InfoWhale writes "Appalshop to make a film on Jack Spadaro
In January OVEC and other activist groups sponsored a rally in support of Jack Spadaro.(Graffiti â€œEer of the Year 2003â€?.) About 60 people met in front of the Charleston downtown post office to mail letters demanding that Secretary of Labor Chao return Spadaro to his position as director of the U.S. Mine Safety and Heath Academy in Beckley. Two film crews were there â€“ one from â€œ60 Minutesâ€? and one from Appalshop. Appalshopâ€™s Robert Salyer has been filming Jack ever since he came out against the destruction caused by one of the worst environmental accidents in US history - the Martin County Coal (Massey Energy) October 2000 disastrous "spill" of 306 million gallons of coal sludge along the Kentucky- West Virginia border. The film, tentatively called â€œSludge,â€? will be shown in NYC at the Pioneer WV Program as a work-in-progress. Also, you can purchase the History Channel program about Spadaro and the Buffalo Creek Disaster â€“ â€œModern Marvels: Engineering Disasters 5. Item Number: AAE-43938. $24.95. To read more about Spadaro, see picts of the rally, etc. visit OVEC at: http://www.ohvec.org/galleries/people_in_action/20 04/01_13/index.html."
THE BATTLE OF ALGIERS and THE FOG OF WAR teach many lessons about war.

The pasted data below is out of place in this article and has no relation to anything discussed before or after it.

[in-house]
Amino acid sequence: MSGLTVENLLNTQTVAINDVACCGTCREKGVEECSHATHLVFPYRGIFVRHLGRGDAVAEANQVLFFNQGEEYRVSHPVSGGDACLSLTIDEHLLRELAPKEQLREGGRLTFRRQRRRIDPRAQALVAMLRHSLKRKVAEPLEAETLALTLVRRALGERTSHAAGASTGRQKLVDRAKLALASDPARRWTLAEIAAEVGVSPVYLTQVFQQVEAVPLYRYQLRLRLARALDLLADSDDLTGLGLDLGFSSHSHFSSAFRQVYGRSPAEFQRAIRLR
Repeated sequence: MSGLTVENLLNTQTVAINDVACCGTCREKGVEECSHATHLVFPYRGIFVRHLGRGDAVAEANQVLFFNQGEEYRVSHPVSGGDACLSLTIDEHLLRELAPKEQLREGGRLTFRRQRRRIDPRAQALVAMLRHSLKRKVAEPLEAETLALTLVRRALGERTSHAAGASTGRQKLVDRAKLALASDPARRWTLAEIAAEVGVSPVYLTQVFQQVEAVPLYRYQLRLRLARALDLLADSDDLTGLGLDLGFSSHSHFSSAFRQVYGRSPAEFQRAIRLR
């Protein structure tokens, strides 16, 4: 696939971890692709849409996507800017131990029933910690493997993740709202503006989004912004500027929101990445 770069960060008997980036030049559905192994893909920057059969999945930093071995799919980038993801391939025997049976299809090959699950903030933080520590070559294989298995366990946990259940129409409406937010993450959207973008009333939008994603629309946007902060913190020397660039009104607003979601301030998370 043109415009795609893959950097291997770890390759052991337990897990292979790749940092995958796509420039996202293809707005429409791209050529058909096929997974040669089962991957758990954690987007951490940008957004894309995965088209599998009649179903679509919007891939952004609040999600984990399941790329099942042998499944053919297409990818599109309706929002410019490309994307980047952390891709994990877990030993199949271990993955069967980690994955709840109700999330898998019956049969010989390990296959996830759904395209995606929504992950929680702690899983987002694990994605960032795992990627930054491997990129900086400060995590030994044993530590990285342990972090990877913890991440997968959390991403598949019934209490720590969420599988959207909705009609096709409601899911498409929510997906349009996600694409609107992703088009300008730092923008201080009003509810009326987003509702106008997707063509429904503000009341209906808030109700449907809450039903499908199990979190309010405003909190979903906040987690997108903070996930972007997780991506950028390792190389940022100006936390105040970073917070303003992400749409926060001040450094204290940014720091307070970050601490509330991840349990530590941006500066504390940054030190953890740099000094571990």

Bingham Ray, the man who brought "Bowling for Columbine," Michael Moore's film to the world via United Artists/MGM, resigned.
Steve Fesenmaier writes "WV Filmmaker Ray Schmitt Creates His Website
Ray Schmitt has been making films since the 1970s - besides playing music and keeping his day job at the Congressional Research Service in DC. He retired to WV to his summer home in Hardy County several years ago, and since then has been producing films at an unequaled speed. He has made a short feature about UFOs in Hardy County, "The Lights." He has made some very good documentaries about some of our state's best artists - Twigman, Robert Singleton, and Jim Clark so far. Most recently he has produced his film profile about the Tusing Sisters of Lost Creek, Hardy County. While still working for the CRS he made the best documentary I have ever seen about retirement, "$4 Trillion and Counting: The Pension System in America." I certainly did not know anything about the various federal laws that created quite recently our retirement system. Ray has also made an excellent film about a world-class bellydancer, "Adriana: Shadows on Yellow Silk." During the last few year no WV filmmaker has been more of a film activist, coming to WV Filmmakers' Guild meetings at Sutton, working with other WV filmmakers, showing real solidarity. His proposal to make a film for a few thousand dollars on the 250th anniversary of Hampshire County, WV's oldest county, was unjustly turned down by the WV Humanities Council recently. Luckily his colleagues at the Library of Congress respect his work, and have shown his films, most recently "The Texture of Life," the Tusing Sisters film. Hopefully public libraries and other community groups inside WV and around the country and world will purchase copies of all of his fine films. He will be showing "The Texture of Life" and "Until I Become Light" as part of the WV Film Week at the Pioneer Theater in New York City on Saturday, March 27th. His new website where you can do this is - http://www.realearthproductions.com/."